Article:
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Potato Leafhopper

June 23, 2004

Potato leafhopper, Empoasca fabae, damage has been noticed in central Illinois, with populations numerous in southern and central Illinois. Potato leafhoppers attack many ornamental landscape trees, including crabapple (Malus spp.), birch (Betula spp.), ash (Fraxinus spp.), and maple (Acer spp.). Red maples are extremely susceptible, whereas silver, sugar, and Norway maples are tolerant.

Potato leafhoppers have piercing–sucking mouthparts, which they use to feed within the vascular tissues (primarily the xylem) of plants. During feeding, they inject a toxic substance into plant tissues. Feeding, especially on maples, results in stunted tree shoots and leaves that curl downward, with brown edges. This damage looks as if the infested trees have been sprayed with a phenoxy-based herbicide (that is, 2,4-D). On plants such as ash, feeding creates small, white or yellow spots on leaves. This results in a stippled appearance that resembles twospotted spider mite injury; potato leafhoppers, as do twospotted spider mites, remove chlorophyll (green pigment) from leaves. Potato leafhoppers don’t overwinter in Illinois because their eggs are sensitive to the cold. From the Gulf of Mexico (nice place to overwinter), adults are blown north into Illinois by prevailing winds from early May to early June.

Potato leafhopper adults settle into alfalfa fields during the spring migration; and after the first cutting of alfalfa, they migrate onto ornamental trees. Adults are about 1/16 inch long, wedge-shaped, and pale green, with white eyes. Females lay eggs in the veins on the leaf underside. Eggs hatch in 6 to 9 days into light green nymphs that are found on the underside of leaves and tend to move sideways when disturbed. Nymphs may undergo five instars before molting into adults. Adults and nymphs look similar except that the adults are larger, have wings, and can fly. The wings are held rooflike over the body. Empty, white, cast skins on the underside of leaves provide evidence of potato leafhopper activity. There may be as many as three to five generations per year in Illinois.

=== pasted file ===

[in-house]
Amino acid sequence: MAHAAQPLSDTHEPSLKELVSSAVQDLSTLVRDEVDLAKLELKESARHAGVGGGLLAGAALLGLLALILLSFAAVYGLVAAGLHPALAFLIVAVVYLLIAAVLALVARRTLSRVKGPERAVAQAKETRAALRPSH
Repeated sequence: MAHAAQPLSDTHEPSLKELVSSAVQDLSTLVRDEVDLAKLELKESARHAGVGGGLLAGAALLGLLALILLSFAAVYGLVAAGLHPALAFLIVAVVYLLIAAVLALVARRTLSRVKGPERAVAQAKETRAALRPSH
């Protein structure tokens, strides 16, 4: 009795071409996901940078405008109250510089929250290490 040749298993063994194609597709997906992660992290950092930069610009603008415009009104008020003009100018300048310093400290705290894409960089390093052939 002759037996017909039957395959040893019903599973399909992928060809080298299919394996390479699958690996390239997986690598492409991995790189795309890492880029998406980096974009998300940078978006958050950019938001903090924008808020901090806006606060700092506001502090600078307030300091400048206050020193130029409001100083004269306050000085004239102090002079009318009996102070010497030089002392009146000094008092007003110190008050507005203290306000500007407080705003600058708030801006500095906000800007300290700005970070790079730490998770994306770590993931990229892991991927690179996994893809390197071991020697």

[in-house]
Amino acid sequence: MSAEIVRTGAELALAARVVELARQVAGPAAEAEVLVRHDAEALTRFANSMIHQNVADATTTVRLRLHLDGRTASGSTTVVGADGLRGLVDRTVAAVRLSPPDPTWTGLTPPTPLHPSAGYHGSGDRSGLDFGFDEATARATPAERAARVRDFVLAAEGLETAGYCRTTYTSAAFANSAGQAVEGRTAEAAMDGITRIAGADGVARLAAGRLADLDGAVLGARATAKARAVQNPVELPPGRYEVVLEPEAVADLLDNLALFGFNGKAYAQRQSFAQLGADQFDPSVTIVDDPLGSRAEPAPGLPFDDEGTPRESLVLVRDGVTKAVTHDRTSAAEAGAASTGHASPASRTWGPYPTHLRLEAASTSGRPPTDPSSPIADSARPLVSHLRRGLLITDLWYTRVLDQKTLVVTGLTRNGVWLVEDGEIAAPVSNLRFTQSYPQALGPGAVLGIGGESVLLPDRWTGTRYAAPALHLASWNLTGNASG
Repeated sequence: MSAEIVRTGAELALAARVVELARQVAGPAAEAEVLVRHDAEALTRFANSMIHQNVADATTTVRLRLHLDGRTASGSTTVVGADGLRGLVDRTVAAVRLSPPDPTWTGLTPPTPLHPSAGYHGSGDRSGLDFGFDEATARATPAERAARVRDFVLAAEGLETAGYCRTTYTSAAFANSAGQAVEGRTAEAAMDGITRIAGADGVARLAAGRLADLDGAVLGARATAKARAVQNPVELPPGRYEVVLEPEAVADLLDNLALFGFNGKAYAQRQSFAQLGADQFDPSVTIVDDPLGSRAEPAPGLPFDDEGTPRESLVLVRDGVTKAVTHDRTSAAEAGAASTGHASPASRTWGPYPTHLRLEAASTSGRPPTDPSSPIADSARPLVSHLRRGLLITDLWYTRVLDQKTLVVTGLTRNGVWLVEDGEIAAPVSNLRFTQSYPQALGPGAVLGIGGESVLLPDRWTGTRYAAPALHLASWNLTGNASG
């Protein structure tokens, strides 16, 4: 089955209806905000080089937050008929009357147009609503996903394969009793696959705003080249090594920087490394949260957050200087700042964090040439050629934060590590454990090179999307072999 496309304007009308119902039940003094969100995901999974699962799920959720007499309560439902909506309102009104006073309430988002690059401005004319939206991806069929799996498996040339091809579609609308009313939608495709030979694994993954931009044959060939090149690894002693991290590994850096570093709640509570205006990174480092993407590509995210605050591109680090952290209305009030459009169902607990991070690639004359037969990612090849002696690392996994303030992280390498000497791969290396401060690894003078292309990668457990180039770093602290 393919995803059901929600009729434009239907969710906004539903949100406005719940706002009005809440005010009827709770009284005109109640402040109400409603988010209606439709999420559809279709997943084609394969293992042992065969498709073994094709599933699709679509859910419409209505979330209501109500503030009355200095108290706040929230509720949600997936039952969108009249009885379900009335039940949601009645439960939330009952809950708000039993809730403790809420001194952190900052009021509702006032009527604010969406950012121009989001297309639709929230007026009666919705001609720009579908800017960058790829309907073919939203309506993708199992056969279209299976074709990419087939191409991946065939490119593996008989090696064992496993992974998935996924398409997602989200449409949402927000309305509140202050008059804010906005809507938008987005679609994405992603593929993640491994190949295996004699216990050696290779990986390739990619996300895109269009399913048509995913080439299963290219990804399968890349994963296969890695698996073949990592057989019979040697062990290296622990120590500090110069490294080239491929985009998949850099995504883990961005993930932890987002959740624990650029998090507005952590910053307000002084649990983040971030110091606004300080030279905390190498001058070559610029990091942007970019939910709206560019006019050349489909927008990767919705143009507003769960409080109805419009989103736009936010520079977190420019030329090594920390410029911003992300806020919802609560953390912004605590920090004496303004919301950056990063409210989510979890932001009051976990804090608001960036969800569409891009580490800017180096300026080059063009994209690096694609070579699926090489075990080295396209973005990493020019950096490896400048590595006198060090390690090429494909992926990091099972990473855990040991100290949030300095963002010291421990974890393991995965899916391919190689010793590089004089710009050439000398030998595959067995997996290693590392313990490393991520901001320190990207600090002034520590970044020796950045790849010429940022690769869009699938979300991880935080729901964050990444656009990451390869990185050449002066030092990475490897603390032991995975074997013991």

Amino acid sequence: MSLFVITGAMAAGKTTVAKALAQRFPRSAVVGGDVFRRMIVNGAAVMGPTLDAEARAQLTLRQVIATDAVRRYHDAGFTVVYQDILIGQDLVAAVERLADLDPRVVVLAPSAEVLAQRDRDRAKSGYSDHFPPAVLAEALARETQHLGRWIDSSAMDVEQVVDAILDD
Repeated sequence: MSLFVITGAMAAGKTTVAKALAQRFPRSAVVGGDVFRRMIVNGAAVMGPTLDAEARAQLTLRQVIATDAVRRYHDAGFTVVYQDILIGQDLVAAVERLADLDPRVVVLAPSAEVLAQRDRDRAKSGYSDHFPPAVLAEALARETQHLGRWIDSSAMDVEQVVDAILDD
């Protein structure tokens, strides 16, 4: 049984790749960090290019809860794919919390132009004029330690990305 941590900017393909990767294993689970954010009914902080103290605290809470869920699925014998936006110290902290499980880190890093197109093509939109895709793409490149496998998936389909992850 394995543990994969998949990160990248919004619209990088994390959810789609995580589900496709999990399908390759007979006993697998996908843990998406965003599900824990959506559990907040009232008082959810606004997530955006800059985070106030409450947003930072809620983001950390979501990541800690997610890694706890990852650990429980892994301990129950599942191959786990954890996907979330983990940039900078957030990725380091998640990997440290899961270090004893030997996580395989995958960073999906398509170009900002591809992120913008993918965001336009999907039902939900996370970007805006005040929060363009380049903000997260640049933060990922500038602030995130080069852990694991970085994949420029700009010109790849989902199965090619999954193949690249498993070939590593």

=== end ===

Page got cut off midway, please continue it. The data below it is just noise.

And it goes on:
Insecticides must be applied before potato leafhoppers cause severe plant damage. Applications of pyrethroid-based insecticides such as bifenthrin (Talstar), cyfluthrin (Tempo), lambda-cyhalothrin (Scimitar), and permethrin (Astro) generally provide adequate control. If plant damage has already occurred, insecticide applications prevent further damage, and new growth appears normal beyond the damaged leaves. Regular scouting helps minimize the potential for potato leafhoppers to cause severe foliar damage.

Author: Raymond A. Cloyd


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